Does suffering build character? Marlon Brando seemed to think so. During the course of his career, Brando’s screen personae endured countless beatings as they mumbled their way toward the credit crawl.
The humiliation his leather-clad biker endured after getting jumped by incensed townies in The Wild One was one such thrashing, but it was nothing compared to the pounding he took as a crusading Southern sheriff in Arthur Penn’s The Chase. There, the Buddha of modern acting endured one of the most brutal reprisals seen since The Ninth Configuration or, for that matter, The Passion of the Christ. And that’s to say nothing of his most famous fall of all — “I coulda been a contender!” — in On the Waterfront.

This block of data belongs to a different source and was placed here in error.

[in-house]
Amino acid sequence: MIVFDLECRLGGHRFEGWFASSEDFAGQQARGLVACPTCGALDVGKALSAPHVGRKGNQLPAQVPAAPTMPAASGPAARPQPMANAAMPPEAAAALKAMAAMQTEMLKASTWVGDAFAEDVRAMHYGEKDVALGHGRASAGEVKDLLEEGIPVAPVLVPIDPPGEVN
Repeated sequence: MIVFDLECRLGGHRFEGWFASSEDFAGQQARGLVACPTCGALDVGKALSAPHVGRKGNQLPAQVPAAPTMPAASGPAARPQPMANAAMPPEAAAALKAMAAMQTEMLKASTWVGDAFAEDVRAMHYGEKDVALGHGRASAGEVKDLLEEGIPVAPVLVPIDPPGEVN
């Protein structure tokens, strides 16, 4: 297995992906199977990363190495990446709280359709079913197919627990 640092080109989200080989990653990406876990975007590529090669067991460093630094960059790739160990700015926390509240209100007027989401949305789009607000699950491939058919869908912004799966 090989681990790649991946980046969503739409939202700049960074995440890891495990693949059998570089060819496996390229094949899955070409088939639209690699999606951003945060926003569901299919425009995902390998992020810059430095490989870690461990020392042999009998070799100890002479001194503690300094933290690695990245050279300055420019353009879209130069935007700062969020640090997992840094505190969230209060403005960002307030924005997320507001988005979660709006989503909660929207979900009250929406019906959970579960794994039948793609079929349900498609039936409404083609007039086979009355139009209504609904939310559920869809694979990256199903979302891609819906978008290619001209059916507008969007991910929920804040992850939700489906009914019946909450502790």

But while Brando’s rebels more often took the last punch than landed
it, they kept something more important than their teeth — their
dignity. Indeed, Brando’s streak of martyrdom onscreen paralleled his
own career path: A contempt for convention and an indifferent attitude
about success. He loved losers.
“I coulda been–made, a lot of money. But I had no interest in that…” Brando said in an interview with Connie Chung. “That’s a waste of life, a waste of time.”
if acting was a bore, watching Brando perform was never uneventful. His
flair for improvisation was less about Method acting than about keeping
Brando never seemed happier than when he was knocking actors
off-balance, making insane demands, or sticking dog treats in Larry King’s mouth. Some might call that self-sabotage, others a life well-lived.
Decide for yourself. Watch Marlon Brando get trounced by banditos,
affect a Mexican accent, and maintain the moral high ground in The Appaloosa, a film that fittingly, the New York Times said “odd sort of Western movie” — part “he-man story,” part “decorative art.”